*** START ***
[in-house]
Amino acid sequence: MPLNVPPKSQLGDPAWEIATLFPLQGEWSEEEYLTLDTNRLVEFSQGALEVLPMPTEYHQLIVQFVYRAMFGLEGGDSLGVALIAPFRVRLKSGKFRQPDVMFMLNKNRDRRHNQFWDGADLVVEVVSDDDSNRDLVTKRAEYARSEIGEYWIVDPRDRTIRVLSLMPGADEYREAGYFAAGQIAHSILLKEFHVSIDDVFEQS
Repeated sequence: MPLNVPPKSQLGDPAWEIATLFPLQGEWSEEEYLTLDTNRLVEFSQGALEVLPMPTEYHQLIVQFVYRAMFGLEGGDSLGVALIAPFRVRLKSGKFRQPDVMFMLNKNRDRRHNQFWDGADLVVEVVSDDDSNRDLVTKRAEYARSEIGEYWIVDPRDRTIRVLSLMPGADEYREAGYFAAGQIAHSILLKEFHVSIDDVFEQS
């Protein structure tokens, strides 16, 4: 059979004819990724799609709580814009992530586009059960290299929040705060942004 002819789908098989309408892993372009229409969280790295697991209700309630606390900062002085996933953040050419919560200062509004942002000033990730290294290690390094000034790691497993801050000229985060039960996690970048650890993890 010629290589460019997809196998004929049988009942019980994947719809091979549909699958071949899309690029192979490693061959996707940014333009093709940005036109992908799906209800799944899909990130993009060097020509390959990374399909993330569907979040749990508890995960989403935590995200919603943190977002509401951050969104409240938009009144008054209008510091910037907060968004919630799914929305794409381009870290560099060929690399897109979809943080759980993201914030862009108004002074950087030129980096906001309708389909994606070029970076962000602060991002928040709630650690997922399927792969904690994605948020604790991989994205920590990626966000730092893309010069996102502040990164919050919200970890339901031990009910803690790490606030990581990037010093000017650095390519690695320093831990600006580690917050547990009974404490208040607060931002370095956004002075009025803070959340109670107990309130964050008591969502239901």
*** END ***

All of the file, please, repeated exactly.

[in-house]
Amino acid sequence: MPLNVPPKSQLGDPAWEIATLFPLQGEWSEEEYLTLDTNRLVEFSQGALEVLPMPTEYHQLIVQFVYRAMFGLEGGDSLGVALIAPFRVRLKSGKFRQPDVMFMLNKNRDRRHNQFWDGADLVVEVVSDDDSNRDLVTKRAEYARSEIGEYWIVDPRDRTIRVLSLMPGADEYREAGYFAAGQIAHSILLKEFHVSIDDVFEQS
Repeated sequence: MPLNVPPKSQLGDPAWEIATLFPLQGEWSEEEYLTLDTNRLVEFSQGALEVLPMPTEYHQLIVQFVYRAMFGLEGGDSLGVALIAPFRVRLKSGKFRQPDVMFMLNKNRDRRHNQFWDGADLVVEVVSDDDSNRDLVTKRAEYARSEIGEYWIVDPRDRTIRVLSLMPGADEYREAGYFAAGQIAHSILLKEFHVSIDDVFEQS
């Protein structure tokens, strides 16, 4: 059979004819990724799609709580814009992530586009059960290299929040705060942004 002819789908098989309408892993372009229409969280790295697991209700309630606390900062002085996933953040050419919560200062509004942002000033990730290294290690390094000034790691497993801050000229985060039960996690970048650890993890 010629290589460019997809196998004929049988009942019980994947719809091979549909699958071949899309690029192979490693061959996707940014333009093709940005036109992908799906209800799944899909990130993009060097020509390959990374399909993330569907979040749990508890995960989403935590995200919603943190977002509401951050969104409240938009009144008054209008510091910037907060968004919630799914929305794409381009870290560099060929690399897109979809943080759980993201914030862009108004002074950087030129980096906001309708389909994606070029970076962000602060991002928040709630650690997922399927792969904690994605948020604790991989994205920590990626966000730092893309010069996102502040990164919050919200970890339901031990009910803690790490606030990581990037010093000017650095390519690695320093831990600006580690917050547990009974404490208040607060931002370095956004002075009025803070959340109670107990309130964050008591969502239901």